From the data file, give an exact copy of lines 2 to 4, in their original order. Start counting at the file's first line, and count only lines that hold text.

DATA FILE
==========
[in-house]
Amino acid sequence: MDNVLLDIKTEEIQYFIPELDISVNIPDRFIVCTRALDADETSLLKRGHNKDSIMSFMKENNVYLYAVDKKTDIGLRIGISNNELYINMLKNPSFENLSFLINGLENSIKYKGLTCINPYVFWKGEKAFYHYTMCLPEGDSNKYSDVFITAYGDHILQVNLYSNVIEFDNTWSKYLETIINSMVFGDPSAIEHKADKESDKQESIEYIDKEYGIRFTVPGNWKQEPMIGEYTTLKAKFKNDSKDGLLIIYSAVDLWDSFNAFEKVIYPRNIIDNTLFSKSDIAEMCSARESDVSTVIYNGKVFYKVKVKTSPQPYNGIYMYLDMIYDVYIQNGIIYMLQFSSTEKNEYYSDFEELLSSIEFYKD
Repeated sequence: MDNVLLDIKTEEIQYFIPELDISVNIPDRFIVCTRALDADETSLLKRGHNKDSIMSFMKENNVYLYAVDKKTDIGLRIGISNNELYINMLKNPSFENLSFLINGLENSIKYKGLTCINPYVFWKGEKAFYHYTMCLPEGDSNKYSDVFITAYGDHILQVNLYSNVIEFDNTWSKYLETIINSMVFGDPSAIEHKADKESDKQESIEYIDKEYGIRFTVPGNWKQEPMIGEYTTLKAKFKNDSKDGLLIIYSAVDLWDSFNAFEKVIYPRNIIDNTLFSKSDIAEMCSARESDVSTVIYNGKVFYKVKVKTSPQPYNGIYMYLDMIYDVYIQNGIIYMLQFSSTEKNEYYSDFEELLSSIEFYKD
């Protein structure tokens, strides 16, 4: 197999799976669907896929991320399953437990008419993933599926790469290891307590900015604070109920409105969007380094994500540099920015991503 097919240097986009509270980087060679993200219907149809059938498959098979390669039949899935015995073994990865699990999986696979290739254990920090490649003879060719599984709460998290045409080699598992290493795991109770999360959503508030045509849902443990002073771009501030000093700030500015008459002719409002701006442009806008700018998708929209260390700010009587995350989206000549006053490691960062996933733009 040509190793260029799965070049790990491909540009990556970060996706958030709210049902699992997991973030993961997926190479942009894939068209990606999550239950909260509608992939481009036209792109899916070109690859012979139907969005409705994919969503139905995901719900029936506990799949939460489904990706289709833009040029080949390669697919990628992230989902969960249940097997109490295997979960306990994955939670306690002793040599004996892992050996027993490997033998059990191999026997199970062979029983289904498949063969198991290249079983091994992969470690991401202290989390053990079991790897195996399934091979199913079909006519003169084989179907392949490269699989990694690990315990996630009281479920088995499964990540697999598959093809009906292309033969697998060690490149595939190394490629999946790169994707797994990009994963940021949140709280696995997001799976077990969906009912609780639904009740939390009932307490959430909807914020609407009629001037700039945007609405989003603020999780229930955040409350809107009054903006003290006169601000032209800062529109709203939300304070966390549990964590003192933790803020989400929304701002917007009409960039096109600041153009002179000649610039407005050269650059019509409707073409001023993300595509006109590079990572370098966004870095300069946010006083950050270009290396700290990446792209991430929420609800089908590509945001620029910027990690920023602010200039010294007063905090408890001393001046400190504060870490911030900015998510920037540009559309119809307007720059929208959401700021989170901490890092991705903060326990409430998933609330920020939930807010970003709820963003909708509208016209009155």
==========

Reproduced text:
Amino acid sequence: MDNVLLDIKTEEIQYFIPELDISVNIPDRFIVCTRALDADETSLLKRGHNKDSIMSFMKENNVYLYAVDKKTDIGLRIGISNNELYINMLKNPSFENLSFLINGLENSIKYKGLTCINPYVFWKGEKAFYHYTMCLPEGDSNKYSDVFITAYGDHILQVNLYSNVIEFDNTWSKYLETIINSMVFGDPSAIEHKADKESDKQESIEYIDKEYGIRFTVPGNWKQEPMIGEYTTLKAKFKNDSKDGLLIIYSAVDLWDSFNAFEKVIYPRNIIDNTLFSKSDIAEMCSARESDVSTVIYNGKVFYKVKVKTSPQPYNGIYMYLDMIYDVYIQNGIIYMLQFSSTEKNEYYSDFEELLSSIEFYKD
Repeated sequence: MDNVLLDIKTEEIQYFIPELDISVNIPDRFIVCTRALDADETSLLKRGHNKDSIMSFMKENNVYLYAVDKKTDIGLRIGISNNELYINMLKNPSFENLSFLINGLENSIKYKGLTCINPYVFWKGEKAFYHYTMCLPEGDSNKYSDVFITAYGDHILQVNLYSNVIEFDNTWSKYLETIINSMVFGDPSAIEHKADKESDKQESIEYIDKEYGIRFTVPGNWKQEPMIGEYTTLKAKFKNDSKDGLLIIYSAVDLWDSFNAFEKVIYPRNIIDNTLFSKSDIAEMCSARESDVSTVIYNGKVFYKVKVKTSPQPYNGIYMYLDMIYDVYIQNGIIYMLQFSSTEKNEYYSDFEELLSSIEFYKD
């Protein structure tokens, strides 16, 4: 197999799976669907896929991320399953437990008419993933599926790469290891307590900015604070109920409105969007380094994500540099920015991503 097919240097986009509270980087060679993200219907149809059938498959098979390669039949899935015995073994990865699990999986696979290739254990920090490649003879060719599984709460998290045409080699598992290493795991109770999360959503508030045509849902443990002073771009501030000093700030500015008459002719409002701006442009806008700018998708929209260390700010009587995350989206000549006053490691960062996933733009 040509190793260029799965070049790990491909540009990556970060996706958030709210049902699992997991973030993961997926190479942009894939068209990606999550239950909260509608992939481009036209792109899916070109690859012979139907969005409705994919969503139905995901719900029936506990799949939460489904990706289709833009040029080949390669697919990628992230989902969960249940097997109490295997979960306990994955939670306690002793040599004996892992050996027993490997033998059990191999026997199970062979029983289904498949063969198991290249079983091994992969470690991401202290989390053990079991790897195996399934091979199913079909006519003169084989179907392949490269699989990694690990315990996630009281479920088995499964990540697999598959093809009906292309033969697998060690490149595939190394490629999946790169994707797994990009994963940021949140709280696995997001799976077990969906009912609780639904009740939390009932307490959430909807914020609407009629001037700039945007609405989003603020999780229930955040409350809107009054903006003290006169601000032209800062529109709203939300304070966390549990964590003192933790803020989400929304701002917007009409960039096109600041153009002179000649610039407005050269650059019509409707073409001023993300595509006109590079990572370098966004870095300069946010006083950050270009290396700290990446792209991430929420609800089908590509945001620029910027990690920023602010200039010294007063905090408890001393001046400190504060870490911030900015998510920037540009559309119809307007720059929208959401700021989170901490890092991705903060326990409430998933609330920020939930807010970003709820963003909708509208016209009155």